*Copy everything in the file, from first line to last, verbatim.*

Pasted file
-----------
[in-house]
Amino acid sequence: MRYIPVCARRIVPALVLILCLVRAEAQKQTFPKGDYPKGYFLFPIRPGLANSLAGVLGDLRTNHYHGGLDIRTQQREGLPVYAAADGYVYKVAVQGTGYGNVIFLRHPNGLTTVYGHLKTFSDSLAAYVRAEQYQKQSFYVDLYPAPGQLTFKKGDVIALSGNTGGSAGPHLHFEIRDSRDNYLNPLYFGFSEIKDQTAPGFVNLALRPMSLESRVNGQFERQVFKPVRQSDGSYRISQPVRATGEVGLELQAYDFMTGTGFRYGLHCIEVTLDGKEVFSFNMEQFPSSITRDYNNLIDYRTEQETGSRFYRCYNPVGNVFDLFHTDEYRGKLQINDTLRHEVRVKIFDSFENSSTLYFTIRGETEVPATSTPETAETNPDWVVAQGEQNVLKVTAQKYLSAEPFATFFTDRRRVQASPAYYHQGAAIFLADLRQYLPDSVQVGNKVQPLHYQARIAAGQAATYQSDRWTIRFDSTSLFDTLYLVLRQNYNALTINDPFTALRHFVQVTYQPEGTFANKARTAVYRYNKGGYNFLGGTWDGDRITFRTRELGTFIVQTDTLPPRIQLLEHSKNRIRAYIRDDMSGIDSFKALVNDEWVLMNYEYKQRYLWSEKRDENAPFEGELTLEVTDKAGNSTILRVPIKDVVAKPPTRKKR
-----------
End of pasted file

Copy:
[in-house]
Amino acid sequence: MRYIPVCARRIVPALVLILCLVRAEAQKQTFPKGDYPKGYFLFPIRPGLANSLAGVLGDLRTNHYHGGLDIRTQQREGLPVYAAADGYVYKVAVQGTGYGNVIFLRHPNGLTTVYGHLKTFSDSLAAYVRAEQYQKQSFYVDLYPAPGQLTFKKGDVIALSGNTGGSAGPHLHFEIRDSRDNYLNPLYFGFSEIKDQTAPGFVNLALRPMSLESRVNGQFERQVFKPVRQSDGSYRISQPVRATGEVGLELQAYDFMTGTGFRYGLHCIEVTLDGKEVFSFNMEQFPSSITRDYNNLIDYRTEQETGSRFYRCYNPVGNVFDLFHTDEYRGKLQINDTLRHEVRVKIFDSFENSSTLYFTIRGETEVPATSTPETAETNPDWVVAQGEQNVLKVTAQKYLSAEPFATFFTDRRRVQASPAYYHQGAAIFLADLRQYLPDSVQVGNKVQPLHYQARIAAGQAATYQSDRWTIRFDSTSLFDTLYLVLRQNYNALTINDPFTALRHFVQVTYQPEGTFANKARTAVYRYNKGGYNFLGGTWDGDRITFRTRELGTFIVQTDTLPPRIQLLEHSKNRIRAYIRDDMSGIDSFKALVNDEWVLMNYEYKQRYLWSEKRDENAPFEGELTLEVTDKAGNSTILRVPIKDVVAKPPTRKKR